At the end of 2015 I started thinking about my plans for my 2016 reading and decided I would try something new and fun. Enter the TBR (To Be Read) jar. I’d seen this marvelous invention on Instagram and loved the idea so much I had to do it too. I’d set my annual Goodreads challenge at 25 books for 2016 (we won’t talk about that’s been my goal for the last several years and I’ve not even come close), so I wanted to keep my TBR jar selections around the 15-20 range. I chose a mix of books that have been sitting on my shelves forever (including one that I’ve started but never finished), books I don’t own but really want to read, and I gave myself a **Free** selection (meaning I can pick any book I want to read whenever that one gets drawn). My plan was to draw my first book on January 1st and get started. Oh, and I made myself a fun Harry Potter-inspired jar too!
I ended up holding off on pulling my first selection from the jar on January 1 because Eric bought me Lara Casey’s book for Christmas, which I’d been dying to read. As you already know from my previous posts, I worked my way through this book and thoroughly enjoyed it. I actually started it on January 1 and fully expected to zip through it because it’s not a very lengthy book. This book, as Lara says herself, is an action book rather than a reading book. It took me awhile to work my way through it because it does require a lot of introspection, questioning, actioning, and praying. This book is part autobiography, part guidebook to really focusing on what matters. What makes Lara’s guidance so valuable is that not only has she been where you are, but she shows you how she started to make things happen in her own life – making changes that sometimes worked and sometimes didn’t. Her authenticity and continued journey that comes through on her blog and on Periscope really strike a chord with me. I highly recommend this book to anyone who wants to start making things happen in their own life. Not only did this book help me define what matters most to me, it also provided me with clear and actionable steps to move toward those things.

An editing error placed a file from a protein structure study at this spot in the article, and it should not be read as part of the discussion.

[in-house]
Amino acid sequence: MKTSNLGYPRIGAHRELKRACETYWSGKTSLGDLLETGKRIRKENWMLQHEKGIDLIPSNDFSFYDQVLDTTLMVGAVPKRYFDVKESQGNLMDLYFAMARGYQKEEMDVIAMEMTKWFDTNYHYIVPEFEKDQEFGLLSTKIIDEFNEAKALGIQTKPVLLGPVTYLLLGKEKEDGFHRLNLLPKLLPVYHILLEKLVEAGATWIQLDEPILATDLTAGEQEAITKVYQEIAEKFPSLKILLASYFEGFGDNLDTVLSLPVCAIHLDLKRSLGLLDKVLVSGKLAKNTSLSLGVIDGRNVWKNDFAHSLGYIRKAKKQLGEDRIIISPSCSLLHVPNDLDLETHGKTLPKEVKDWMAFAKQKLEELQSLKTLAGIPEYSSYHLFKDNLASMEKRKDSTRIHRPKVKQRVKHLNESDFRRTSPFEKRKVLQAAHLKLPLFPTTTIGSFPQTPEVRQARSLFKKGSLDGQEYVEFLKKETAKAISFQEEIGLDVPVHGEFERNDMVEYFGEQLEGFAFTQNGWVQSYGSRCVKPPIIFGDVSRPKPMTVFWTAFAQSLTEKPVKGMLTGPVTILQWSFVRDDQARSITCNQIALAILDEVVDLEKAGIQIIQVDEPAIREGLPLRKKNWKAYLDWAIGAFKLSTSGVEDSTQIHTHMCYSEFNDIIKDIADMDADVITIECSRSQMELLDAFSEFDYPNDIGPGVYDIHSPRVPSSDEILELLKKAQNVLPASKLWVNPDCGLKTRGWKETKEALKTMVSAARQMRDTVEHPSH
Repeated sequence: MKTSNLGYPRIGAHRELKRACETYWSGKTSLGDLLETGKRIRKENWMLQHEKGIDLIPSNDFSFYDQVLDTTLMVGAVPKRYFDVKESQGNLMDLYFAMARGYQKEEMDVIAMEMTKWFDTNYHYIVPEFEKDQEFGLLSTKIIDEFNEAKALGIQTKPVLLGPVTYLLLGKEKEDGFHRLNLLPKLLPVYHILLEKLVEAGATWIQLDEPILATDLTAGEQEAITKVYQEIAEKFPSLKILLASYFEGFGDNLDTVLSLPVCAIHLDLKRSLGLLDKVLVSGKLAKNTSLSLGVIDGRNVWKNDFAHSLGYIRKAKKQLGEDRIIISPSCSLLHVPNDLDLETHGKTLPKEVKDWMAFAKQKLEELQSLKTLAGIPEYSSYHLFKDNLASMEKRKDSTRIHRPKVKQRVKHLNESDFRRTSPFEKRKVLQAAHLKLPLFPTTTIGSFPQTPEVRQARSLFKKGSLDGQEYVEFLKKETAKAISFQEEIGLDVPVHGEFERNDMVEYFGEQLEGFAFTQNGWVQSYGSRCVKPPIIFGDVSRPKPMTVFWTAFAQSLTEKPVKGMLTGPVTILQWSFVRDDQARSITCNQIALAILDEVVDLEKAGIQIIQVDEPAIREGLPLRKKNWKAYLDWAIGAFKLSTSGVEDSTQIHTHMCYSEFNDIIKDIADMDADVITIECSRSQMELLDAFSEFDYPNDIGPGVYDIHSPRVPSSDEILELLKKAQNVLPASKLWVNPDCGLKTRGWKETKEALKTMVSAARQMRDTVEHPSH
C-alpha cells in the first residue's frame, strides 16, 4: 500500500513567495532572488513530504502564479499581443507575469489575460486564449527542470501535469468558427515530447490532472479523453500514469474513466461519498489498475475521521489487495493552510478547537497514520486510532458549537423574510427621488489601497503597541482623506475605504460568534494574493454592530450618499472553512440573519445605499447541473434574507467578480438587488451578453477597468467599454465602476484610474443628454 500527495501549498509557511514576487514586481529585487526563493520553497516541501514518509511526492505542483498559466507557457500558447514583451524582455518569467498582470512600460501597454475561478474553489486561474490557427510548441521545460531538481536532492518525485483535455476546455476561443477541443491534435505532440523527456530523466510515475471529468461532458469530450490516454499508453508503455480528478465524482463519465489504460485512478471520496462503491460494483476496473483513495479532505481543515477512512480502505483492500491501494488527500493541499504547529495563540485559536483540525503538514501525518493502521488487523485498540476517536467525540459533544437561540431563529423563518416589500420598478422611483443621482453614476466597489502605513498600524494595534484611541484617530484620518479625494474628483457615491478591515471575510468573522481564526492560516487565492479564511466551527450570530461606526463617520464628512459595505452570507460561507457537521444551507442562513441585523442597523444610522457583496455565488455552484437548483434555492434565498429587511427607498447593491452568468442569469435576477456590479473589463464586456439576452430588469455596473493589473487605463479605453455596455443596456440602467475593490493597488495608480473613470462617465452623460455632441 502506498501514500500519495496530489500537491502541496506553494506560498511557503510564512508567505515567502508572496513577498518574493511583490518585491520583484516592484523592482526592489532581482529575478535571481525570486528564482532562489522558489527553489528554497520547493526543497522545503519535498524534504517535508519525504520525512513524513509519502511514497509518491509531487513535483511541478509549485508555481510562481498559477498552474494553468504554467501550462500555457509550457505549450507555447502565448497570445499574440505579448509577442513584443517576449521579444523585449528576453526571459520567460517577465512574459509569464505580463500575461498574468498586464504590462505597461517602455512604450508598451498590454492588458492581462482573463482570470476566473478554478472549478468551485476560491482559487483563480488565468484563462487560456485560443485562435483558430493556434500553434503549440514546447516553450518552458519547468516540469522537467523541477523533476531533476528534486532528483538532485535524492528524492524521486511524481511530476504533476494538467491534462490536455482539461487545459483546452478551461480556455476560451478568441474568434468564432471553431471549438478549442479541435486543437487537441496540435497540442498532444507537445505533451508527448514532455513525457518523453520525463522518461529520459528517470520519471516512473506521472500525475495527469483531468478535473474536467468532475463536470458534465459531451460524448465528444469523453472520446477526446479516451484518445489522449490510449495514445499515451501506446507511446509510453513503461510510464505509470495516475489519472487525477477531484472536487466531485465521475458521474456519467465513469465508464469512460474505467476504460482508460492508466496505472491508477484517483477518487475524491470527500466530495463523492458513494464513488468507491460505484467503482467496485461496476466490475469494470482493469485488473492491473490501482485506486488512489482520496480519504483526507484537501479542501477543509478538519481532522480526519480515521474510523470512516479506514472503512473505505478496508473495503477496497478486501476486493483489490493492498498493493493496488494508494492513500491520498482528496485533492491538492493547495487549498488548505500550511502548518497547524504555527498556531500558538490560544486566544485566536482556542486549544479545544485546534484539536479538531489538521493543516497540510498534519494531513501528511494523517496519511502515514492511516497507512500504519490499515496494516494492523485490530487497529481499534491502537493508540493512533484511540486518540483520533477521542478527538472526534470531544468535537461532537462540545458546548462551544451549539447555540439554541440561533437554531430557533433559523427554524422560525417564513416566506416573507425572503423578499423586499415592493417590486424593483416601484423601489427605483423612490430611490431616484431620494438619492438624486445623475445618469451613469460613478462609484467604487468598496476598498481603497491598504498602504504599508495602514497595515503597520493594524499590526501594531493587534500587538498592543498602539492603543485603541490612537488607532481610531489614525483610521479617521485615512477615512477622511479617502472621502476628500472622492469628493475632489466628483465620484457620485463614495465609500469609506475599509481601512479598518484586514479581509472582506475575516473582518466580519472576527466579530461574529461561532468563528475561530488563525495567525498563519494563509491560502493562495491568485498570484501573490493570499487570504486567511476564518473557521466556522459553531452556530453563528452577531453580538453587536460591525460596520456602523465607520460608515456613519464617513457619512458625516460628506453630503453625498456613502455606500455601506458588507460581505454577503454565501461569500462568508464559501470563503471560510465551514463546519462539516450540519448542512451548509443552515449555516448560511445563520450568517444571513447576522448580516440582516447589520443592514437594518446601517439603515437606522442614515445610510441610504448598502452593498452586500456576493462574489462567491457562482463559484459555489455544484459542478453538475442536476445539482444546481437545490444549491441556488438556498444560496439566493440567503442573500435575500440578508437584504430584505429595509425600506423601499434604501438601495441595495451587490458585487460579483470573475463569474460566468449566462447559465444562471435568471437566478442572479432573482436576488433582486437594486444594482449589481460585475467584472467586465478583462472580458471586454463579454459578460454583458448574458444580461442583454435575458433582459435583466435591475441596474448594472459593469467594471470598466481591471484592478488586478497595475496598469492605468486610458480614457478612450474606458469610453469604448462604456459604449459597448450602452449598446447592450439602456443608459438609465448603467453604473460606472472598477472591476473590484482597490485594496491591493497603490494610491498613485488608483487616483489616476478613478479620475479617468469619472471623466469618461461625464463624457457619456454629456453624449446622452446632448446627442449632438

I took a small break from Make it Happen to read something light. Despite being a freebie ebook, I really enjoyed this. It reminded me a bit of Rainbow Rowell’s writing. A story about being awkward, which I think we can all relate to, and learning to love what makes each of us unique. Once I finished up Story of Awkward, I decided to go ahead and pull the first selection out of my TBR jar. My first draw was Eleanor & Park by Rainbow Rowell. Since it wasn’t a book I own I was going to have to procure it, so I wouldn’t be able to start it immediately. I sat that aside and went back to Make it Happen.
After going back to Make it Happen and finishing it up – more about that book in my other posts – I picked up The Lake House by Kate Morton. Lake House wasn’t a book that was on my list to read and I actually hadn’t ever heard of it. I was watching a knitting podcast (Fiber By Design) and this was the Feb/March book for the Oh Loops! book club on Ravelry. I decided to jump in and thought it would be fun to discuss the book, so I grabbed the kindle edition and got started. I haven’t read any Kate Morton previously, but I will definitely be reading her other books. This book kept me guessing, as all the best mysteries should, while carrying me along with the storyline. I loved that the story was woven between the 1930s and the 2000s, with Alice fusing the two timelines together. I really really enjoyed this book and highly recommend it.
So, those are the three books I started off my 2016 with. I’ll share more next time!